United States. To stay in power, Is Trump planning on sabotaging the election?
Trump and the Republicans plan to sabotage the presidential election and cause chaos. They hope to keep Trump in power and retain a Republican majority in the Senate.
They are developing two lines of action to achieve their goal. One of them is to undermine the postal service [the USPS, see among others on this site the article dated August 4, 2020], to make it difficult or even impossible to count the postal votes. Announcing the winning candidate would take several days or weeks. Trump has already stated that in the face of such delays, and in case he lost the election, he would not recognize the result. Legal challenges to the results by Republicans and Democrats could ensue. On Sunday, August 9, 2020, a front-page article in the New York Times (NYT) headlined: “Long legal battle may follow Election Day vote – Trump lays groundwork for discrediting result – Biden prepares”.
The article refers to the disputed result of the 2000 presidential elections in Florida. The Supreme Court had intervened. Confronted with a controversial result, its intervention had concluded that George W. Bush had elected Al Gore as president of the United States. After Gore won the popular vote, the Court gave Bush enough votes in the Electoral College [which is the body of electors that appoints the president and vice president] to give him one more vote.
In the face of such a mess, the violations of the democratic vote in the U.S. system are obvious. The NYT writes: “The extraordinary storm of the recount in Florida polarized the country in 2000 and resulted in the Supreme Court deciding who would be president. This event may soon appear to have been nothing more than a school council election in light of what threatens to happen in November.”
“Imagine a dozen or so like Florida. Not just a series of lawsuits, but a vast array of them. And instead of two quiet candidates sitting on the sidelines and leaving the fight to surrogates, an incumbent U.S. president triggers ALL possible tweets from the Oval Office while looking for ways to use the power of his office to intervene. The possibility of an ugly November – and maybe even December and January – has become more apparent in recent days, with President Trump complaining that the election will be rigged and the Democrats accusing him of trying to turn it into a self-fulfilling prophecy.”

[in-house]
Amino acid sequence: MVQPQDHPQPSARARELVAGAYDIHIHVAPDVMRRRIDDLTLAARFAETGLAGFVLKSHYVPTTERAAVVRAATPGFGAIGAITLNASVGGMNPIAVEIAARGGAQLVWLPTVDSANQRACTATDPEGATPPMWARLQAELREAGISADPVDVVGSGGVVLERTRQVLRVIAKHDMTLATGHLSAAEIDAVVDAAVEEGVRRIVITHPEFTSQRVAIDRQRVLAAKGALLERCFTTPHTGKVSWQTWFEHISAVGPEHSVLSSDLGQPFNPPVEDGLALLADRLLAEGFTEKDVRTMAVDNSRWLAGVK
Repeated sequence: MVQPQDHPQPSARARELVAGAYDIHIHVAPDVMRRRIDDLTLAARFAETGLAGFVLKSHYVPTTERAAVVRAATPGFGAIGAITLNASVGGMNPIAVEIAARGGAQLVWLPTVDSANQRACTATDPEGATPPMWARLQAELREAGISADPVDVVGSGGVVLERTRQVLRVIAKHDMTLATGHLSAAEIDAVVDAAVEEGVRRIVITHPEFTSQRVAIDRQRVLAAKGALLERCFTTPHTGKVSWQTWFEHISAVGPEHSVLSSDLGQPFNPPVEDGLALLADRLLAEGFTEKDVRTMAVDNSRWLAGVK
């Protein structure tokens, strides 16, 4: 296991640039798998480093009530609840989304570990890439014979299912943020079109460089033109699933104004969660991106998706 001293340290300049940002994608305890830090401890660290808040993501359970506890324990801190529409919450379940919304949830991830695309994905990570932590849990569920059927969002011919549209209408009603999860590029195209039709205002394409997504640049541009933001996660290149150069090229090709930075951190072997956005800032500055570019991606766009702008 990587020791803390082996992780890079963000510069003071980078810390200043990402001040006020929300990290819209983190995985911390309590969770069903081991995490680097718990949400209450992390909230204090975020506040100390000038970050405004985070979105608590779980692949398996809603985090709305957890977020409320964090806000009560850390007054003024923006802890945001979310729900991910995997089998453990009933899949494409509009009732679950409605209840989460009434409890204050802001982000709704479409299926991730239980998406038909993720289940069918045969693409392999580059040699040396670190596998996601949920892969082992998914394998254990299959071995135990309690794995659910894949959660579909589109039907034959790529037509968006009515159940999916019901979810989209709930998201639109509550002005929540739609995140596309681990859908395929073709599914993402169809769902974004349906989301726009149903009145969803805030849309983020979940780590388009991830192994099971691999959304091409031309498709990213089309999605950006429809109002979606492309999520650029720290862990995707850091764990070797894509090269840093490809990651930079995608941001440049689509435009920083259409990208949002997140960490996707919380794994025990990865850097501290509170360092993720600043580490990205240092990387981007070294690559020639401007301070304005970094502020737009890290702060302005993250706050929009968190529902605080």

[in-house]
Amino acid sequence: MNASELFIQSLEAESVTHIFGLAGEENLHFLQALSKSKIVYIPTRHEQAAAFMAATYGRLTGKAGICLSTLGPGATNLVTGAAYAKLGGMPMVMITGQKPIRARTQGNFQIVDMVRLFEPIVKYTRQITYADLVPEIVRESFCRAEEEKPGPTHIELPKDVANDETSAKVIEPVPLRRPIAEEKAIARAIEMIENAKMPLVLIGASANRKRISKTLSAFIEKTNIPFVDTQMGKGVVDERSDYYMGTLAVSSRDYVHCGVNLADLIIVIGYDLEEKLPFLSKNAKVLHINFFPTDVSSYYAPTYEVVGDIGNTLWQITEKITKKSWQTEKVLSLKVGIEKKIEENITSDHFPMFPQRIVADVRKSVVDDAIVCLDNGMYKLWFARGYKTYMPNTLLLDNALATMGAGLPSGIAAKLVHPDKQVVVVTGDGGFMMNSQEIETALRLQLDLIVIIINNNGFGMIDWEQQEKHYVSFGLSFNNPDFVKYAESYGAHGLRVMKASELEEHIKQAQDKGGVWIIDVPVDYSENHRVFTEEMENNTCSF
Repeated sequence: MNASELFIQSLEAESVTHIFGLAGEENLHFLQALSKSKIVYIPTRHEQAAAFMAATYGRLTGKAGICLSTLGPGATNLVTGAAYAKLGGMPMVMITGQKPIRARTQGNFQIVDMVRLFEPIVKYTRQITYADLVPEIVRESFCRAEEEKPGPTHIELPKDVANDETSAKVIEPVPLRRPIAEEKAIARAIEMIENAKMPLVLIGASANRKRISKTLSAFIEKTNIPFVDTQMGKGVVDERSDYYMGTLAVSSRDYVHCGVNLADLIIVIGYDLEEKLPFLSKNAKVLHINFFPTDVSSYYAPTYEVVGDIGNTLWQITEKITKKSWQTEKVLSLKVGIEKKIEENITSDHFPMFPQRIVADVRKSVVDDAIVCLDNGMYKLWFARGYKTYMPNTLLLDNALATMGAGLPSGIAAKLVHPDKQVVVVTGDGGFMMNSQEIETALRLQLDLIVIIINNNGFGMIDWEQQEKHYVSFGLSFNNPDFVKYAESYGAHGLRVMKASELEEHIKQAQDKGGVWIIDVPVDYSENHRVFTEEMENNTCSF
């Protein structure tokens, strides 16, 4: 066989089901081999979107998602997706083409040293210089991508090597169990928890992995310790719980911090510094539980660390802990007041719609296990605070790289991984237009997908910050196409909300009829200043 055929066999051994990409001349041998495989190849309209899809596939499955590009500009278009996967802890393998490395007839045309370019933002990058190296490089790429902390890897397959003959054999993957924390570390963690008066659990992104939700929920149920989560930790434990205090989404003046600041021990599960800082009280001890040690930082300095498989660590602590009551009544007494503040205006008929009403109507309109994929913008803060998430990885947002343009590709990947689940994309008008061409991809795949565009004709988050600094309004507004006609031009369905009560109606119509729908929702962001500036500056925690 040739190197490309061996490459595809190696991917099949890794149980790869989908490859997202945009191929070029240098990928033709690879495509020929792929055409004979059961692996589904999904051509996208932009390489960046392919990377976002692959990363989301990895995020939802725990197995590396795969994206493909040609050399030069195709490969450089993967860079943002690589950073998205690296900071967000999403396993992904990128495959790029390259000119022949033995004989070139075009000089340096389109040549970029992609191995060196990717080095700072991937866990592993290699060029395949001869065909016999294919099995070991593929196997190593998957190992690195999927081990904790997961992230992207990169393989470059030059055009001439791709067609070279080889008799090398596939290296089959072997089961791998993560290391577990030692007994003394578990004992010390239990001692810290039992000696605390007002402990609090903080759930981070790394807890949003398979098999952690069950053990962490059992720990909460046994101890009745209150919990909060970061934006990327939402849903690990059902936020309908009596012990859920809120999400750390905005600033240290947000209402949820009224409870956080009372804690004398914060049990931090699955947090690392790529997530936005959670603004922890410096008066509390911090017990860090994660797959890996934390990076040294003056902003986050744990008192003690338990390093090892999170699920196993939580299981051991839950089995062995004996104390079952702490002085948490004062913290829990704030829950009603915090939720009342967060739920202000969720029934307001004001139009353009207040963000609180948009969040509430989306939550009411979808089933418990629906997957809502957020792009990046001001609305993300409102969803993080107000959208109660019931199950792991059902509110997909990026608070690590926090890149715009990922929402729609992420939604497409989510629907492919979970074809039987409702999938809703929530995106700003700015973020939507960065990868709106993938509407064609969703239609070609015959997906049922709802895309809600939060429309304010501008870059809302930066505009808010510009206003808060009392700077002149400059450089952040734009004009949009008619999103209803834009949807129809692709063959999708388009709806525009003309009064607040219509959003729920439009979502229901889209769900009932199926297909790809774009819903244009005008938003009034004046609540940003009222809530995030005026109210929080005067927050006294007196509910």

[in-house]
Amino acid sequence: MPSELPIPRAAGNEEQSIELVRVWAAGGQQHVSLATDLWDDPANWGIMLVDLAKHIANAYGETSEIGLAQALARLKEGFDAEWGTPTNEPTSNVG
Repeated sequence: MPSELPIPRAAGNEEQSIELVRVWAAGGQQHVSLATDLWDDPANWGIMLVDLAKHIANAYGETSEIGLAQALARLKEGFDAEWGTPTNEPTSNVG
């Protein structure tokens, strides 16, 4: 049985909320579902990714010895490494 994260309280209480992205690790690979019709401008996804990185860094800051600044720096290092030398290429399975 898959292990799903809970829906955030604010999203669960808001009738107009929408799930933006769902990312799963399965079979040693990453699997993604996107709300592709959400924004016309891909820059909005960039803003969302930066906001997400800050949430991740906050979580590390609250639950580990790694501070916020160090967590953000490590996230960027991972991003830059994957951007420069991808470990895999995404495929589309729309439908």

Trump’s reasoning about “the most rigged election in history” is based on the baseless accusation that absentee ballots are falsified in states with Democratic governors. Whereas, according to him, they would be honestly counted in states, such as Florida, whose governors are Republicans. It is true that the counting of mail-in ballots is slower than the counting of ballots cast at the polling stations. Analysts estimate that many citizens will use absentee voting in these elections to avoid the risk of being exposed to the virus.
The counting of votes will therefore not be able to be completed on election night on 3 November. Trump’s insistence that the winner must be known on the evening of the election is a staging that prepares the ground for the rejection of the result in the event of defeat. Already before the Covid-19 crisis, the Post Office was undergoing a deep financial crisis due to the costly laws of the Democrats and Republicans which forced it to place the equivalent of the pension payments for 75 years in a blocked account. No other government agency has such an obligation.
The pandemic has added to the pressure on the Post Office. Many people have ordered goods – including medicines – obtained by mail online. Previously, they went in person to their suppliers. During recent negotiations between Democrats and Republicans on new spending for the economy, Republicans vetoed a Democratic proposal for $25 billion to allow the Post to meet some of the additional costs caused by the virus.
In May of this year, Trump appointed Louis DeJoy as Postmaster General. DeJoy was a major contributor to Trump’s election campaign ($1.2 million) and, prior to his appointment, was in charge of fundraising for the Republican National Convention. He and his wife hold $75 million in shares in private competitors or subcontractors of the Post Office. Since taking office, Louis DeJoy has already put in place cost-cutting measures that have had a negative impact on the Post Office.